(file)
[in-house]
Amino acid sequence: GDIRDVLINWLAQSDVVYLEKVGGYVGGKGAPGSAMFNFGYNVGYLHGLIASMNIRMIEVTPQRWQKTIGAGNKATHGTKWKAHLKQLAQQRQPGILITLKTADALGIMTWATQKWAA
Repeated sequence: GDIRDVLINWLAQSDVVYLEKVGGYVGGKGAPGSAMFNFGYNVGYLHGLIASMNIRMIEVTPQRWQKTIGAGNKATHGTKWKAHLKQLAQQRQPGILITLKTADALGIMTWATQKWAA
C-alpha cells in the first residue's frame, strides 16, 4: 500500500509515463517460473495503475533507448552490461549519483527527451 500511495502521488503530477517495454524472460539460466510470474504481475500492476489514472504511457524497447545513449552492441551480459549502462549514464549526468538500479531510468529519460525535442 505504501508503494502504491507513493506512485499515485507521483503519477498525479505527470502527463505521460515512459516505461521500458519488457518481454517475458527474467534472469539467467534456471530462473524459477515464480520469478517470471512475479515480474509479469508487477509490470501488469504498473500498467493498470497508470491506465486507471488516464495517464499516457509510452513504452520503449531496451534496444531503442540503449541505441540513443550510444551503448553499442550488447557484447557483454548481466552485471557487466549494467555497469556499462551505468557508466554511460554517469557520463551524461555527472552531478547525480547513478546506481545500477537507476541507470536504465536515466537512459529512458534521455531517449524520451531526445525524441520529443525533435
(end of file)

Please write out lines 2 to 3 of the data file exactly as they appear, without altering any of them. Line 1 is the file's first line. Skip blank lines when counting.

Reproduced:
Amino acid sequence: GDIRDVLINWLAQSDVVYLEKVGGYVGGKGAPGSAMFNFGYNVGYLHGLIASMNIRMIEVTPQRWQKTIGAGNKATHGTKWKAHLKQLAQQRQPGILITLKTADALGIMTWATQKWAA
Repeated sequence: GDIRDVLINWLAQSDVVYLEKVGGYVGGKGAPGSAMFNFGYNVGYLHGLIASMNIRMIEVTPQRWQKTIGAGNKATHGTKWKAHLKQLAQQRQPGILITLKTADALGIMTWATQKWAA